Frictional unemployment occurs when people are seeking a change of job and are in the process of looking for another. This is the kind of unemployment where people are in between jobs. It is also something that re-entrants of the market. Brue, Flynn and McConnell (2009, p. 524) stated that is a kind of ‘wait unemployment’, where worker is only temporary loss of job, short term. This can be due to the nature of the job, remuneration, expectations, skills, and location amongst others. Employing processes, such as interview will take time to complete for both the employer and employee.
[TYC1]This results in the temporary loss of a job. And if the situation does not improve, it will cause productivity and efficiency problems to the organization, due to the lack of workers and/or low morale within its employees. However, there are also positive impact to the economy, as when workers are content with their jobs, they increase their productivity which can contribute to both the organization and GDP. (Brue, Flynn and McConnell, 2009).
This can be supported by Singapore’s Ministry of Manpower in 2006 and 2007, although the turnover or resignation rate for was maintained at 2%, GDP increased to 0.6% and average wage is up from 3,544 to 3,773. (MOM, 2009a, b). [TYC2]Base on the data, the resignation or turnover rate does not have negative impact on the country economy. Structural unemployment happens when there are more workers than positions available. This is a mismatch in the skills of the workers and the requirements for the job. In this case, there are either not enough workers equipped with the skills to perform the task, or there are not enough positions to meet the large number of people who qualify for the job.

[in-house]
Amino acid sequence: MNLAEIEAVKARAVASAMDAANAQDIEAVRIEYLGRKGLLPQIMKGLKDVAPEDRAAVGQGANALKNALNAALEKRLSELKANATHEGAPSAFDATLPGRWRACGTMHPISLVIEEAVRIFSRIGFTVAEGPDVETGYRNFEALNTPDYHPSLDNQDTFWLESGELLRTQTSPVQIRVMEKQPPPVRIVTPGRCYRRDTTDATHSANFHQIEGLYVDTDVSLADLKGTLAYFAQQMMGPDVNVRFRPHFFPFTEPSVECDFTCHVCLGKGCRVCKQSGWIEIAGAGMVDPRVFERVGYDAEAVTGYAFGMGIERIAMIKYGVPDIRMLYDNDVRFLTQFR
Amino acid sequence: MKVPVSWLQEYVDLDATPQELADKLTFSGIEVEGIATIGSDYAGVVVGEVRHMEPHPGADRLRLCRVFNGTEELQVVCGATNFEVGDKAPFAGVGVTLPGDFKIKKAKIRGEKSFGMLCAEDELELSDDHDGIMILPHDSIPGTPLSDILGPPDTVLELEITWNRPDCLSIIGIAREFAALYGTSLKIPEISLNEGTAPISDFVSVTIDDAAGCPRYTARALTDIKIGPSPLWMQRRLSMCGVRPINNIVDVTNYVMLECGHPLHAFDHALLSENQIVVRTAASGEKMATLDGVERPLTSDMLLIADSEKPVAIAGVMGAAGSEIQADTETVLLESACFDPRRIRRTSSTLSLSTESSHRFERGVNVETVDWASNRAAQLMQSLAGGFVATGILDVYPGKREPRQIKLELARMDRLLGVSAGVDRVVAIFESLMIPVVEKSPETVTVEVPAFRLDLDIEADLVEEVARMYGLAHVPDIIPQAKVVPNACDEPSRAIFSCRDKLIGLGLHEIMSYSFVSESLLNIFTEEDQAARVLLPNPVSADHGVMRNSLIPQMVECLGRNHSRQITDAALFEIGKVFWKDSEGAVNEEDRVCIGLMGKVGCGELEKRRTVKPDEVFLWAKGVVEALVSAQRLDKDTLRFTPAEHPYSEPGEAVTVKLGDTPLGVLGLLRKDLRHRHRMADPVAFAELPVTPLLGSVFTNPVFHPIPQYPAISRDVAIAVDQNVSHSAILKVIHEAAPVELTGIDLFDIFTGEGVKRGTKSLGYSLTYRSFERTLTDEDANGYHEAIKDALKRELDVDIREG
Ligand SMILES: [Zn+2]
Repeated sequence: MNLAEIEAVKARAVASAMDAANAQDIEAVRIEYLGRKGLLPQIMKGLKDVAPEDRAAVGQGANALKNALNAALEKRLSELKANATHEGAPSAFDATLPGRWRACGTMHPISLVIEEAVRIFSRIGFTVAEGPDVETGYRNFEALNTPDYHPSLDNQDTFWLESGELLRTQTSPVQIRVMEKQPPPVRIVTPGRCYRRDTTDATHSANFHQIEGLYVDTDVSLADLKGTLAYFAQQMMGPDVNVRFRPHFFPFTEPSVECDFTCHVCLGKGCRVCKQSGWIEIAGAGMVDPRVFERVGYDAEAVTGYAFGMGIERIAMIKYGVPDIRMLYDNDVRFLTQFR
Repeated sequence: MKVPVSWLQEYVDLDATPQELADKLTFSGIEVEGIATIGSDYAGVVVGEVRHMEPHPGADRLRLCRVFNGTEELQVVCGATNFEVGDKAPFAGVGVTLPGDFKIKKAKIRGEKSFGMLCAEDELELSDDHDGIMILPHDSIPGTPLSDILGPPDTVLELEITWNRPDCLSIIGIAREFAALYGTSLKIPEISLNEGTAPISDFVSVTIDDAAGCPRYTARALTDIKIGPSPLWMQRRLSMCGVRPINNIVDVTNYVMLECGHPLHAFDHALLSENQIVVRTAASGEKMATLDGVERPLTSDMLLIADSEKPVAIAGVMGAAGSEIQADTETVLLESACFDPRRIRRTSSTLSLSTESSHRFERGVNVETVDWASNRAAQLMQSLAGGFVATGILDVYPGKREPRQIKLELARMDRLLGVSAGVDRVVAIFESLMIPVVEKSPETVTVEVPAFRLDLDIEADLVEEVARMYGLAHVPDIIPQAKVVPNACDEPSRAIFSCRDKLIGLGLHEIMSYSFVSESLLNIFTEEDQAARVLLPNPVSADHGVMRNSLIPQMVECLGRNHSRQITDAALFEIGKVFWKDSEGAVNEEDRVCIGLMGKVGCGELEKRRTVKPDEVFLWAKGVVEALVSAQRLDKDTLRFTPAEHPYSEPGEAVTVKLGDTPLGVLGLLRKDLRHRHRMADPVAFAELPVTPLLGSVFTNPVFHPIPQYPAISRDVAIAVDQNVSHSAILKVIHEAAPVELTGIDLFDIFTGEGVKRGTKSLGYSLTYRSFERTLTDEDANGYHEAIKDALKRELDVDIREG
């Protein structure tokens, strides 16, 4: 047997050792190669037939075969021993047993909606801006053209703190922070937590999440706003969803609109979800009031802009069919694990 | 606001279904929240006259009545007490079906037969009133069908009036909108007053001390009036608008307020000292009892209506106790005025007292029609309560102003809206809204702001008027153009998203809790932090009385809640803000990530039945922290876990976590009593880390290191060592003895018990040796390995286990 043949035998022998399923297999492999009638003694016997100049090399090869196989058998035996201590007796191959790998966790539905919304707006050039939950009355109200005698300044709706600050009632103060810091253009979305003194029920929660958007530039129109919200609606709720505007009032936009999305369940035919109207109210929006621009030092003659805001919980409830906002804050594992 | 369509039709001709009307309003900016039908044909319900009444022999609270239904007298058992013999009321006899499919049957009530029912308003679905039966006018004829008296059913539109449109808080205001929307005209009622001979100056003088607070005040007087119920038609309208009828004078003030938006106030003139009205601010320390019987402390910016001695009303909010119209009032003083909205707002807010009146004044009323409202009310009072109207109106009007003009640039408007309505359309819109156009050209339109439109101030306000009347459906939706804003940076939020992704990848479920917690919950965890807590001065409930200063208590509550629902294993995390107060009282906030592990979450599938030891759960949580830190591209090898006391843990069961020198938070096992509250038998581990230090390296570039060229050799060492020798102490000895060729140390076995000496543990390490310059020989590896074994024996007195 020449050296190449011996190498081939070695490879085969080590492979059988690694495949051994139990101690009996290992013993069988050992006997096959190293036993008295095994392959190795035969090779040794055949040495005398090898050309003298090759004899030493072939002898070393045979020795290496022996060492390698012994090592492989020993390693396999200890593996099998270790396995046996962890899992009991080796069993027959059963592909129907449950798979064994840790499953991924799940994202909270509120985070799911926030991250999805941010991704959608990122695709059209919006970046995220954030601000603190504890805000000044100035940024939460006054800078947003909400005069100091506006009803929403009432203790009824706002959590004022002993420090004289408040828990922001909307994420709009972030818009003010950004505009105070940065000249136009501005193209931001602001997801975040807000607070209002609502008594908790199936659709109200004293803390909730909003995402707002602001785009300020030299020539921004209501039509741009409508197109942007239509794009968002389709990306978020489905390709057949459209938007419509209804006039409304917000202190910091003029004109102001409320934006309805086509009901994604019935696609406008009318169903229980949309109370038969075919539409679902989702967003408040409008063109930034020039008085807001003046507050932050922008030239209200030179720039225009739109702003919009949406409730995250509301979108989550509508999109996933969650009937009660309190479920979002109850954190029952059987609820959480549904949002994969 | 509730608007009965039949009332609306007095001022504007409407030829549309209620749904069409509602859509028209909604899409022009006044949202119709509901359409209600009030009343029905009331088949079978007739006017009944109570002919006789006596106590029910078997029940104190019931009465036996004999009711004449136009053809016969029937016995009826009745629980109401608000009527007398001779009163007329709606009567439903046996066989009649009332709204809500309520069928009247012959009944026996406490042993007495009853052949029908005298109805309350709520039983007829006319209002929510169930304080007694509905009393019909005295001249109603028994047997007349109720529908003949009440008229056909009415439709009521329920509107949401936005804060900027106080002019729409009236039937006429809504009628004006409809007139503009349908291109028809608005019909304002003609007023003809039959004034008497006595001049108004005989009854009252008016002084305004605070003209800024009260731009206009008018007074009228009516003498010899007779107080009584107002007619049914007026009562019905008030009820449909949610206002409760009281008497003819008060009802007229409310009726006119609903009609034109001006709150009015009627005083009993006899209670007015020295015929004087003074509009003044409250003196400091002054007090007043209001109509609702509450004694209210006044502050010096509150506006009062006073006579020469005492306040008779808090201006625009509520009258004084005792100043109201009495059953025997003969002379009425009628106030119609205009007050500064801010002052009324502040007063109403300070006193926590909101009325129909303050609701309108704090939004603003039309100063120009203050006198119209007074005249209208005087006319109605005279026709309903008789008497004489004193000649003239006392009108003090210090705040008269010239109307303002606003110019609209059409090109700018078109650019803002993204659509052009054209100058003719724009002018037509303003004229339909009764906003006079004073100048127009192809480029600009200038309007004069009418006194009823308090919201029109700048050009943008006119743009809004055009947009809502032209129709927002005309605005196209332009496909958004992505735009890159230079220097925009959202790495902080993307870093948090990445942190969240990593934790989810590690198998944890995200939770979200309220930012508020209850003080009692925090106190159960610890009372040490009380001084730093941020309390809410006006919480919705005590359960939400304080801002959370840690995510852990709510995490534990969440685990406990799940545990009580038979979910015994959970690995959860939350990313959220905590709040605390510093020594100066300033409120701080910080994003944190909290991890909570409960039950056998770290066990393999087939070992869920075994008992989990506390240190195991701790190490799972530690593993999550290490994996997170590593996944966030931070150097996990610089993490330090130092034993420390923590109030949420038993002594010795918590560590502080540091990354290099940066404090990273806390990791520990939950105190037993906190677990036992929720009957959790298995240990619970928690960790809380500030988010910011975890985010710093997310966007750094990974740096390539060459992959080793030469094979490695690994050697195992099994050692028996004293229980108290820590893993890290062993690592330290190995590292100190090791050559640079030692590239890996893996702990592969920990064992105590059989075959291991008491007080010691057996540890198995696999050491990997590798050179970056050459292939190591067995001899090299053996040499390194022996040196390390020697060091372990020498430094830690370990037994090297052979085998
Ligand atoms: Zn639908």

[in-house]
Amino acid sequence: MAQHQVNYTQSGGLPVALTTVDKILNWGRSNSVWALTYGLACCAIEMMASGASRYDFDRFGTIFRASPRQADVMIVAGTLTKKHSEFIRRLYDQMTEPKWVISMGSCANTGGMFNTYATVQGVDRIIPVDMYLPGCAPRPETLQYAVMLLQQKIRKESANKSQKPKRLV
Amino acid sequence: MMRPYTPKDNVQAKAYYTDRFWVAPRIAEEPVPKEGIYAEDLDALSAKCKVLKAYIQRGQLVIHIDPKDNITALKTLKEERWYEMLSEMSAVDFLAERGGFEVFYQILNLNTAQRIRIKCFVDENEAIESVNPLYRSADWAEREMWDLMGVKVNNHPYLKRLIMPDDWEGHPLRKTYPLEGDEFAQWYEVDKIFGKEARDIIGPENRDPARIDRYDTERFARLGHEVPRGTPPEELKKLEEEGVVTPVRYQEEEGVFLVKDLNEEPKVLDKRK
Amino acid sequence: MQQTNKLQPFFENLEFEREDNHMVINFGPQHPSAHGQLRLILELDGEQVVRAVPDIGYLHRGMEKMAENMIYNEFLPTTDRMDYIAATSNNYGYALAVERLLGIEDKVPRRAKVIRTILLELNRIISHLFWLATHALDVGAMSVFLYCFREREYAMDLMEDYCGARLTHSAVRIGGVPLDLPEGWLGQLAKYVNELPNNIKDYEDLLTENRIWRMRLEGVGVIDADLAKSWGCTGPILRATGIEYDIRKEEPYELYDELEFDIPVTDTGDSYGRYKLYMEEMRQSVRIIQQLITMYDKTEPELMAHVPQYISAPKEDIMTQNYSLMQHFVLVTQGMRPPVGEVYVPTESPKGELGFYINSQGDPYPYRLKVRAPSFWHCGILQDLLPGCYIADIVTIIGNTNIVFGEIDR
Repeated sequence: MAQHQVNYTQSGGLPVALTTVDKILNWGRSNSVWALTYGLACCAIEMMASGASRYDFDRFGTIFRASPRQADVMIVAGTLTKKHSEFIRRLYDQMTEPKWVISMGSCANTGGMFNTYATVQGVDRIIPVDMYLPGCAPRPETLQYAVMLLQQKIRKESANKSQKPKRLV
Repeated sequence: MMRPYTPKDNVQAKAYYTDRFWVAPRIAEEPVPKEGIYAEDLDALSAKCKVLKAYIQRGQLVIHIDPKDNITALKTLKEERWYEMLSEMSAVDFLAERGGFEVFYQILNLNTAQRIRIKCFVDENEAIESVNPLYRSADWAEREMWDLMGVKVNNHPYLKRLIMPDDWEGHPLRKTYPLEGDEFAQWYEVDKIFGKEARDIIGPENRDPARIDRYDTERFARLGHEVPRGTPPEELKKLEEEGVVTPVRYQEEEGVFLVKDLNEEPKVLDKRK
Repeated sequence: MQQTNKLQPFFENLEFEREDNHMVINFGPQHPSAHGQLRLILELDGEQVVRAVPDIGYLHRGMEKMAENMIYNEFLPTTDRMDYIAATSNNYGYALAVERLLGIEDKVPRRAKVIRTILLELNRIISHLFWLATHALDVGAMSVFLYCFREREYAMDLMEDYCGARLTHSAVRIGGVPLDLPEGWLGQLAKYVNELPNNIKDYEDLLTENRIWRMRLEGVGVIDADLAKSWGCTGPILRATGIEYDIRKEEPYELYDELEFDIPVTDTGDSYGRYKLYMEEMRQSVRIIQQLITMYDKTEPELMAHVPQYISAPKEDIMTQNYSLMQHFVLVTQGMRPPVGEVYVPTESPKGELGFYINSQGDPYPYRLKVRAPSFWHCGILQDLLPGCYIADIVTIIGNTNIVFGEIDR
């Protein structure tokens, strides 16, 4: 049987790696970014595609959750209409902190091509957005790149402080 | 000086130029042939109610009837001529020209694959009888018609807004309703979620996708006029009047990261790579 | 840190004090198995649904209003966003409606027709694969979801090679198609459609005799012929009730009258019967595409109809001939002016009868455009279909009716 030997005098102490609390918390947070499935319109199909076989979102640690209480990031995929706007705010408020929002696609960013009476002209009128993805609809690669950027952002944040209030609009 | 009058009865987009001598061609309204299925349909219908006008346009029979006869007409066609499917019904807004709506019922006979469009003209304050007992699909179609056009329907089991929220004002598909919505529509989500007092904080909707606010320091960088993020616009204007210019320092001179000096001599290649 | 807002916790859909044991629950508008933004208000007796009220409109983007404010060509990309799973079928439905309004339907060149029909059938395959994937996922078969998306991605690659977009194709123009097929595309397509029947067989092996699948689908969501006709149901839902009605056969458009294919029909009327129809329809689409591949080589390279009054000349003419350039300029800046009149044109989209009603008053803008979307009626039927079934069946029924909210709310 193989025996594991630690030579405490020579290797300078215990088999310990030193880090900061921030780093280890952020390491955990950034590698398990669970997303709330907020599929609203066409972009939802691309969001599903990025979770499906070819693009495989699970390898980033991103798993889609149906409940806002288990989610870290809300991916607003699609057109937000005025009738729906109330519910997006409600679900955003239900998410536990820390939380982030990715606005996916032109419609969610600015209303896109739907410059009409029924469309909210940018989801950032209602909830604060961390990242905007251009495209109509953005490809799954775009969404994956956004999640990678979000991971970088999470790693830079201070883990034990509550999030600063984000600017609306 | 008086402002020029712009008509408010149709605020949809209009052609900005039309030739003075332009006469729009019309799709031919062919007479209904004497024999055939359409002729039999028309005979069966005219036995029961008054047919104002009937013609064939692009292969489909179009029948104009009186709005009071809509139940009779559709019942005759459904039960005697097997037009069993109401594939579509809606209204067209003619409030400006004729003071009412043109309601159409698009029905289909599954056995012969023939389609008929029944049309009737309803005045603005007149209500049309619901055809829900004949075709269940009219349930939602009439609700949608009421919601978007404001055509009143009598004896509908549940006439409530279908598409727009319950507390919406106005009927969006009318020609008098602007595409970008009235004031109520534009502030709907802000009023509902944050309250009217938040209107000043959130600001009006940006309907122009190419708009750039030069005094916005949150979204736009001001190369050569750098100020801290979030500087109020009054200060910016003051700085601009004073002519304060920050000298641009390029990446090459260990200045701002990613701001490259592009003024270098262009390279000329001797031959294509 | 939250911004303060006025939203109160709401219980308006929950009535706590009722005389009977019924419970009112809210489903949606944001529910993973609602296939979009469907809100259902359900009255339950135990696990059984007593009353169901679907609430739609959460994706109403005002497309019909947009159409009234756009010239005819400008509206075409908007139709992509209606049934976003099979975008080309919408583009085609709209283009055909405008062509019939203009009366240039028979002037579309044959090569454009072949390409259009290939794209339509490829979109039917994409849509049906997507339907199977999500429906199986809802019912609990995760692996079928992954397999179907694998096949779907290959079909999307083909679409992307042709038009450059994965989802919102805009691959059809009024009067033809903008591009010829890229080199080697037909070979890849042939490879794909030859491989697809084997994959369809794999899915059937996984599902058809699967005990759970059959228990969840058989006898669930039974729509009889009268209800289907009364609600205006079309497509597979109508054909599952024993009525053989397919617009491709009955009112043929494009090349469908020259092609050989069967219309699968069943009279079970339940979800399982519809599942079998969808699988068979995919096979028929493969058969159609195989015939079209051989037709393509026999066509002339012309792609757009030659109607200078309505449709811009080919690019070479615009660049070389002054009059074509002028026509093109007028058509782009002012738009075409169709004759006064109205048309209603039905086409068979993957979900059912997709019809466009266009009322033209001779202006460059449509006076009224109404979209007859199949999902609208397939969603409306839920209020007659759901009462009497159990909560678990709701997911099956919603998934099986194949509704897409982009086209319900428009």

Skills are the distinctive mark of structural unemployment. MOM (2000) highlighted that this poses a problem to Singapore due to fast pace of technological changes. Workers with lower level of education are likely to have problems meeting the skill requirements of the new jobs created. In 2008, 19. 6% (SDS, 2009a) of Singaporeans age 25-39 received secondary school education. This is a problem for the government as these workers might find themselves without jobs as they are not equipped with the necessary skills for the jobs that are available.
Hence, the rise of structural unemployment in the country. We shall elaborate of the remedies for structural unemployment shortly. To better grasp the economic theories of unemployment, we can look at real problems, such as the implications of unemployment in Singapore, and try to apply what we have learnt. Let us first, understand what exactly the newspaper article meant when they mention unemployment. Unemployment rate “gives the fraction of labour force participants who are unemployed. “1 Following the current trend, at the 2nd Quarter of 2009 we may have 12,400 unemployed workers.